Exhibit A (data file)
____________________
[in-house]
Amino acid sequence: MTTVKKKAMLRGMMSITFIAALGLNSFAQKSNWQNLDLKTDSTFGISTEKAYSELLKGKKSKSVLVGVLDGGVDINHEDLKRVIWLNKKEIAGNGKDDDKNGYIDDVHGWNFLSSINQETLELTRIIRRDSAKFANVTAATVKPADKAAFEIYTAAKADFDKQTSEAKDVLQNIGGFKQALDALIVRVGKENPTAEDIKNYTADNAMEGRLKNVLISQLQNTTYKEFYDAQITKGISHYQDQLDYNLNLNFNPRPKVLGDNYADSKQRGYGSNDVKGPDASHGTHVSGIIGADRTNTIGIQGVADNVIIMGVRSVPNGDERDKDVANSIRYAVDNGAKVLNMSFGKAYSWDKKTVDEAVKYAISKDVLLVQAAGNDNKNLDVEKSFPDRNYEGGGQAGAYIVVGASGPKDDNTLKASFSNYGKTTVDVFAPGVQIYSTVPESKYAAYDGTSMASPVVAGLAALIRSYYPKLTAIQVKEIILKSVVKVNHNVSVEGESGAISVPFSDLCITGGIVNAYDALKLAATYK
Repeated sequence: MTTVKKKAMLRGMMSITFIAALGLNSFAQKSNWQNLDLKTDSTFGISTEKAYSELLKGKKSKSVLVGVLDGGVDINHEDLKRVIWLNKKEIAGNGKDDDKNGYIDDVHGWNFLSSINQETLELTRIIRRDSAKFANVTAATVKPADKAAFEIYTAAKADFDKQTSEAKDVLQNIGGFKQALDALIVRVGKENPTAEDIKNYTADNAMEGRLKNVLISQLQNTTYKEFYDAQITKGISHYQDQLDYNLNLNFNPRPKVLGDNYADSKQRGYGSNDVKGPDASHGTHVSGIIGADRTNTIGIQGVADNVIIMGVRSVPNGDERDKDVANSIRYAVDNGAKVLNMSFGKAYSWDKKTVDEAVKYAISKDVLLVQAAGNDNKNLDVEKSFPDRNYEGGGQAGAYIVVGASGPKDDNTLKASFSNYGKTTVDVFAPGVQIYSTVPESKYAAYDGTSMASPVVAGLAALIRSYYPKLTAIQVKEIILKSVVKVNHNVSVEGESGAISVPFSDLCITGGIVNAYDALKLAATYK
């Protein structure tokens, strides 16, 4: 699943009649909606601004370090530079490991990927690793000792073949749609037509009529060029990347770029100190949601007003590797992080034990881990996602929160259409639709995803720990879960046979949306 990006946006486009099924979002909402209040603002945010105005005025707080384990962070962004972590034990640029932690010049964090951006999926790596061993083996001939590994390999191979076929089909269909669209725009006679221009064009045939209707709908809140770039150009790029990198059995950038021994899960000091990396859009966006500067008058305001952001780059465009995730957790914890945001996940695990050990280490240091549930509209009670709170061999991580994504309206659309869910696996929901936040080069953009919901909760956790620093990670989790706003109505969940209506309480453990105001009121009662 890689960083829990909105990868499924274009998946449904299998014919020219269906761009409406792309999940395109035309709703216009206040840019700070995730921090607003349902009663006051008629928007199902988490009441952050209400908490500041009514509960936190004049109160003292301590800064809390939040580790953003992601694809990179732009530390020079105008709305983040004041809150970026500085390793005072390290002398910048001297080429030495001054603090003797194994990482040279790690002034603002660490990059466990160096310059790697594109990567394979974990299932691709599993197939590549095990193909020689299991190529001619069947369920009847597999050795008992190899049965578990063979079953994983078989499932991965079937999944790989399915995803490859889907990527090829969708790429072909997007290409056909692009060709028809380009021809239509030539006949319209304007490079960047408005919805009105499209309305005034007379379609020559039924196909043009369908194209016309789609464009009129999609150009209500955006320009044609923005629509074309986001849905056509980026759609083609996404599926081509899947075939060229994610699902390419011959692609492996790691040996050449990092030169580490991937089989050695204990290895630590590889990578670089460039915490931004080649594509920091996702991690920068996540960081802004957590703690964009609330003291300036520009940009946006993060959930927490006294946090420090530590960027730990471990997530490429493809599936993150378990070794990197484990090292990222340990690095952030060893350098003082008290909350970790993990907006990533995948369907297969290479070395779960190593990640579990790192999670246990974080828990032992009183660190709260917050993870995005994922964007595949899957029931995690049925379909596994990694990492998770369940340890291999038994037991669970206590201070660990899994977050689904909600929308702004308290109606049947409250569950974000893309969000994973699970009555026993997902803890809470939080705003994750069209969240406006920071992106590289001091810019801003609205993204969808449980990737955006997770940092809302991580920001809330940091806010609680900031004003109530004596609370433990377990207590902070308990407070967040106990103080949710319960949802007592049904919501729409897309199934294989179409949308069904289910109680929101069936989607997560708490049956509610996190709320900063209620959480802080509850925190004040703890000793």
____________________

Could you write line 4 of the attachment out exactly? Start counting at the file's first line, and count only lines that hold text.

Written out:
């Protein structure tokens, strides 16, 4: 699943009649909606601004370090530079490991990927690793000792073949749609037509009529060029990347770029100190949601007003590797992080034990881990996602929160259409639709995803720990879960046979949306 990006946006486009099924979002909402209040603002945010105005005025707080384990962070962004972590034990640029932690010049964090951006999926790596061993083996001939590994390999191979076929089909269909669209725009006679221009064009045939209707709908809140770039150009790029990198059995950038021994899960000091990396859009966006500067008058305001952001780059465009995730957790914890945001996940695990050990280490240091549930509209009670709170061999991580994504309206659309869910696996929901936040080069953009919901909760956790620093990670989790706003109505969940209506309480453990105001009121009662 890689960083829990909105990868499924274009998946449904299998014919020219269906761009409406792309999940395109035309709703216009206040840019700070995730921090607003349902009663006051008629928007199902988490009441952050209400908490500041009514509960936190004049109160003292301590800064809390939040580790953003992601694809990179732009530390020079105008709305983040004041809150970026500085390793005072390290002398910048001297080429030495001054603090003797194994990482040279790690002034603002660490990059466990160096310059790697594109990567394979974990299932691709599993197939590549095990193909020689299991190529001619069947369920009847597999050795008992190899049965578990063979079953994983078989499932991965079937999944790989399915995803490859889907990527090829969708790429072909997007290409056909692009060709028809380009021809239509030539006949319209304007490079960047408005919805009105499209309305005034007379379609020559039924196909043009369908194209016309789609464009009129999609150009209500955006320009044609923005629509074309986001849905056509980026759609083609996404599926081509899947075939060229994610699902390419011959692609492996790691040996050449990092030169580490991937089989050695204990290895630590590889990578670089460039915490931004080649594509920091996702991690920068996540960081802004957590703690964009609330003291300036520009940009946006993060959930927490006294946090420090530590960027730990471990997530490429493809599936993150378990070794990197484990090292990222340990690095952030060893350098003082008290909350970790993990907006990533995948369907297969290479070395779960190593990640579990790192999670246990974080828990032992009183660190709260917050993870995005994922964007595949899957029931995690049925379909596994990694990492998770369940340890291999038994037991669970206590201070660990899994977050689904909600929308702004308290109606049947409250569950974000893309969000994973699970009555026993997902803890809470939080705003994750069209969240406006920071992106590289001091810019801003609205993204969808449980990737955006997770940092809302991580920001809330940091806010609680900031004003109530004596609370433990377990207590902070308990407070967040106990103080949710319960949802007592049904919501729409897309199934294989179409949308069904289910109680929101069936989607997560708490049956509610996190709320900063209620959480802080509850925190004040703890000793």